Linguists have long found that language is far more complex than a simple combination of words. For this reason, technologies designed to study meaning that deploy keyword or statistically based systems of analysis offer little insight into textual meaning. ConceptNet, however, departs from formal, linguistic, logic-based analyses of words and meaning in an important way. By capturing relations between words instead of simply the words themselves, ConceptNet offers a better approximation of textual meaning.

In its applications, ConceptNet can sort, categorize, and label texts based on the concepts they include. It was initially designed to help scholars interested in artificial intelligence, specifically, to help machines learn to reason.

Technical Analysis:
ConceptNet is a Python API, integrated and distributed with the MontyLingua natural language toolkit. It is also available in other programming languages.

ConceptNet first applies extraction rules to a given text, separating the text into sentence-long segments. Using MontyLingua, a natural language tool, each sentence is parsed to identify nodes and connectors. During this phase, verbs are stripped of their tense. The text is then put through a relaxation phase where a number of inferences are made: a hierarchy of nodes is implemented, duplicate assertions eliminated, synonyms merged, and adjectival modifiers are lifted. Finally, the nodes and their relations are mapped.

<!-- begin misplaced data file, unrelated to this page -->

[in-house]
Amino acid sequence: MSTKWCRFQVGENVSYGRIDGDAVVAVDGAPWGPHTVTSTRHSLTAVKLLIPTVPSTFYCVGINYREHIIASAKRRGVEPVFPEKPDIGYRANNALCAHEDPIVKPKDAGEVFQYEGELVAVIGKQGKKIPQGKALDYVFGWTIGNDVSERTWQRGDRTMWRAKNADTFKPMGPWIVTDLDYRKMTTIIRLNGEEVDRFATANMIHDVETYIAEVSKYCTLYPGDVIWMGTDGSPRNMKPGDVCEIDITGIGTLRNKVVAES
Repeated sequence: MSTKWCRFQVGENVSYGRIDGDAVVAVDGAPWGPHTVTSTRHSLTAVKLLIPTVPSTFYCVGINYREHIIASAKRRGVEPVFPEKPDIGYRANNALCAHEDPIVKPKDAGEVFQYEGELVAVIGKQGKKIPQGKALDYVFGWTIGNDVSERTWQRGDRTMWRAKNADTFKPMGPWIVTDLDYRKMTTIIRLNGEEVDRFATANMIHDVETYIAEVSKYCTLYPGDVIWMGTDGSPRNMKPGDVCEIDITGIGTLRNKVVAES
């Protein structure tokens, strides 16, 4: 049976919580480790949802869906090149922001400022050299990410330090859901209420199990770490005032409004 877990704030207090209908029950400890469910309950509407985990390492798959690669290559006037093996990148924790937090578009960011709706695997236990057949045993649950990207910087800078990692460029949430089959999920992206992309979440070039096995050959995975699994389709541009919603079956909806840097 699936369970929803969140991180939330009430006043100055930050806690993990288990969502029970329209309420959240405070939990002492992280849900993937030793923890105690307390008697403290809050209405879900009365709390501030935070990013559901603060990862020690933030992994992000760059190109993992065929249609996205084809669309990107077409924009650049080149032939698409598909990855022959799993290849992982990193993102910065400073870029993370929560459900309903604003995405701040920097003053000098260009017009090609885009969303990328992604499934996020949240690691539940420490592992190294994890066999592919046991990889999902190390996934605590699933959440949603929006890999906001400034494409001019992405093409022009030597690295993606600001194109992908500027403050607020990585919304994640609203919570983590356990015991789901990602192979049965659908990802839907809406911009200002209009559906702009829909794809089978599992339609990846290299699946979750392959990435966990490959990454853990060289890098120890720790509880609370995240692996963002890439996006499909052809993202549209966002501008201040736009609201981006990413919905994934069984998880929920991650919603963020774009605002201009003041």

Evaluation of Opportunities/Limitations for the Transliteracies Topic:
As opposed to keyword or statistical analyses of texts, ConceptNet’s common sense approach depends on semantic understanding of text. ConceptNet represents an interesting modification of standard approaches to culling meaning from texts. ConceptNet moves beyond standard word analysis–particularly keyword or word count based approaches–to embrace the context in which words are found. As any search engine user has discovered, keyword matching often draws unintended search results (think of how a search about breast cancer might be misled by using just the search word “breast”). More elaborate strings of words do not guarantee that a user will find a site with matching tone. There are, after all, many online texts that discuss the Iraq war but they do not, by any means, all agree.